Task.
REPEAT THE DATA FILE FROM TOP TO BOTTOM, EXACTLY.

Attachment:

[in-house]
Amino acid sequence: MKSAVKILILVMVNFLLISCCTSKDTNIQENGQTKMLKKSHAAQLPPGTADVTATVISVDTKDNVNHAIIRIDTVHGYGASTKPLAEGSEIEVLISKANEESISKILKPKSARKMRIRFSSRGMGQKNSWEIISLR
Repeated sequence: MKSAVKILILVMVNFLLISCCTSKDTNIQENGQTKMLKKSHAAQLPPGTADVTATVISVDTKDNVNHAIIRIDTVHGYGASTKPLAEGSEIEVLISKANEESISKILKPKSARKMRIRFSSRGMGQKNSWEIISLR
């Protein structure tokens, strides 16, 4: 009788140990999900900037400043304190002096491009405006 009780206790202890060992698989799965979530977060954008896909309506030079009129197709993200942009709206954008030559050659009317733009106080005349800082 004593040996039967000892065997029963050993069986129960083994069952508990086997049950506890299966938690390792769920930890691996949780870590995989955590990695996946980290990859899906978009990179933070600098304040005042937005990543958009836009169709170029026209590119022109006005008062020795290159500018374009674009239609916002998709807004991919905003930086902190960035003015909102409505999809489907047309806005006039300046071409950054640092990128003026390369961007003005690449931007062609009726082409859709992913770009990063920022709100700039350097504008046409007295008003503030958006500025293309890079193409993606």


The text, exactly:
[in-house]
Amino acid sequence: MKSAVKILILVMVNFLLISCCTSKDTNIQENGQTKMLKKSHAAQLPPGTADVTATVISVDTKDNVNHAIIRIDTVHGYGASTKPLAEGSEIEVLISKANEESISKILKPKSARKMRIRFSSRGMGQKNSWEIISLR
Repeated sequence: MKSAVKILILVMVNFLLISCCTSKDTNIQENGQTKMLKKSHAAQLPPGTADVTATVISVDTKDNVNHAIIRIDTVHGYGASTKPLAEGSEIEVLISKANEESISKILKPKSARKMRIRFSSRGMGQKNSWEIISLR
């Protein structure tokens, strides 16, 4: 009788140990999900900037400043304190002096491009405006 009780206790202890060992698989799965979530977060954008896909309506030079009129197709993200942009709206954008030559050659009317733009106080005349800082 004593040996039967000892065997029963050993069986129960083994069952508990086997049950506890299966938690390792769920930890691996949780870590995989955590990695996946980290990859899906978009990179933070600098304040005042937005990543958009836009169709170029026209590119022109006005008062020795290159500018374009674009239609916002998709807004991919905003930086902190960035003015909102409505999809489907047309806005006039300046071409950054640092990128003026390369961007003005690449931007062609009726082409859709992913770009990063920022709100700039350097504008046409007295008003503030958006500025293309890079193409993606």